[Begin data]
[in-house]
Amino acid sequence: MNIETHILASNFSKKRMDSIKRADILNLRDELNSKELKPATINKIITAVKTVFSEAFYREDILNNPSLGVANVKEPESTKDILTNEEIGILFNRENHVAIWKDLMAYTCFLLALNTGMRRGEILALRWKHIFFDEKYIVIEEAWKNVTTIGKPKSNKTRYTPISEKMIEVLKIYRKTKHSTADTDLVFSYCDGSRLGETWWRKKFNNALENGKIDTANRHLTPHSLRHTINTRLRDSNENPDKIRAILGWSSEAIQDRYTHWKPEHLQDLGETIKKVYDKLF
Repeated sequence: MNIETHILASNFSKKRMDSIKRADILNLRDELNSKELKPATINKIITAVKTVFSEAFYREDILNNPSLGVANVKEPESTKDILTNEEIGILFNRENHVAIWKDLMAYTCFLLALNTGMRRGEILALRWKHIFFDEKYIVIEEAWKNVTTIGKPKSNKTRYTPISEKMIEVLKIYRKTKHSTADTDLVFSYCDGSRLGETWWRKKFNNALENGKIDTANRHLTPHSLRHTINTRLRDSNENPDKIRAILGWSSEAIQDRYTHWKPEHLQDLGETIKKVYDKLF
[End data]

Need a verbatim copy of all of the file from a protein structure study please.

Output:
[in-house]
Amino acid sequence: MNIETHILASNFSKKRMDSIKRADILNLRDELNSKELKPATINKIITAVKTVFSEAFYREDILNNPSLGVANVKEPESTKDILTNEEIGILFNRENHVAIWKDLMAYTCFLLALNTGMRRGEILALRWKHIFFDEKYIVIEEAWKNVTTIGKPKSNKTRYTPISEKMIEVLKIYRKTKHSTADTDLVFSYCDGSRLGETWWRKKFNNALENGKIDTANRHLTPHSLRHTINTRLRDSNENPDKIRAILGWSSEAIQDRYTHWKPEHLQDLGETIKKVYDKLF
Repeated sequence: MNIETHILASNFSKKRMDSIKRADILNLRDELNSKELKPATINKIITAVKTVFSEAFYREDILNNPSLGVANVKEPESTKDILTNEEIGILFNRENHVAIWKDLMAYTCFLLALNTGMRRGEILALRWKHIFFDEKYIVIEEAWKNVTTIGKPKSNKTRYTPISEKMIEVLKIYRKTKHSTADTDLVFSYCDGSRLGETWWRKKFNNALENGKIDTANRHLTPHSLRHTINTRLRDSNENPDKIRAILGWSSEAIQDRYTHWKPEHLQDLGETIKKVYDKLF